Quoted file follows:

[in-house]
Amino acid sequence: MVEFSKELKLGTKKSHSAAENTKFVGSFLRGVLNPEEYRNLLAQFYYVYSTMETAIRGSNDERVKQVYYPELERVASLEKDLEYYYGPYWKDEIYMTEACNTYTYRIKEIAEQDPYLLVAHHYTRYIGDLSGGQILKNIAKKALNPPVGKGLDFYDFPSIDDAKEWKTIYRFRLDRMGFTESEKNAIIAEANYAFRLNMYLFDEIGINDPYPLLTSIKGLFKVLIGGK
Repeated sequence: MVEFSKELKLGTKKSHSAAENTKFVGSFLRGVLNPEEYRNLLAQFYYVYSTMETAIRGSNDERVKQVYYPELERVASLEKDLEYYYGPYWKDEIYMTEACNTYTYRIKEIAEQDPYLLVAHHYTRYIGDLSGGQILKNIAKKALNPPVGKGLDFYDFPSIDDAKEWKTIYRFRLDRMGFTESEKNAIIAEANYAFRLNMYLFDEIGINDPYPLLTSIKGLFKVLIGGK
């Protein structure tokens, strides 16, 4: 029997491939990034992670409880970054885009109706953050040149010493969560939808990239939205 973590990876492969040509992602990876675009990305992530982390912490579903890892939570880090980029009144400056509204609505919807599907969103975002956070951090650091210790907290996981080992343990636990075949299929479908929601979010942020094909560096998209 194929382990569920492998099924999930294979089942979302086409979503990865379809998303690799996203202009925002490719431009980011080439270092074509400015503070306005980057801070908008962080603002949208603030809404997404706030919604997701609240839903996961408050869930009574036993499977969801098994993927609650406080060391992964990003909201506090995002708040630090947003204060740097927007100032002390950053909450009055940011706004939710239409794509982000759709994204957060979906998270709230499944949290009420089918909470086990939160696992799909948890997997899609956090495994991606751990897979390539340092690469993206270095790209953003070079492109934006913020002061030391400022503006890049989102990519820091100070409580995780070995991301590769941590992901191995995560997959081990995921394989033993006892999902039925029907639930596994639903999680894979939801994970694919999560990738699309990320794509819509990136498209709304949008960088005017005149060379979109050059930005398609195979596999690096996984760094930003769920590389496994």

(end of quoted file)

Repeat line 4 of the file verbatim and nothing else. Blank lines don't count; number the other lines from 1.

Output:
């Protein structure tokens, strides 16, 4: 029997491939990034992670409880970054885009109706953050040149010493969560939808990239939205 973590990876492969040509992602990876675009990305992530982390912490579903890892939570880090980029009144400056509204609505919807599907969103975002956070951090650091210790907290996981080992343990636990075949299929479908929601979010942020094909560096998209 194929382990569920492998099924999930294979089942979302086409979503990865379809998303690799996203202009925002490719431009980011080439270092074509400015503070306005980057801070908008962080603002949208603030809404997404706030919604997701609240839903996961408050869930009574036993499977969801098994993927609650406080060391992964990003909201506090995002708040630090947003204060740097927007100032002390950053909450009055940011706004939710239409794509982000759709994204957060979906998270709230499944949290009420089918909470086990939160696992799909948890997997899609956090495994991606751990897979390539340092690469993206270095790209953003070079492109934006913020002061030391400022503006890049989102990519820091100070409580995780070995991301590769941590992901191995995560997959081990995921394989033993006892999902039925029907639930596994639903999680894979939801994970694919999560990738699309990320794509819509990136498209709304949008960088005017005149060379979109050059930005398609195979596999690096996984760094930003769920590389496994």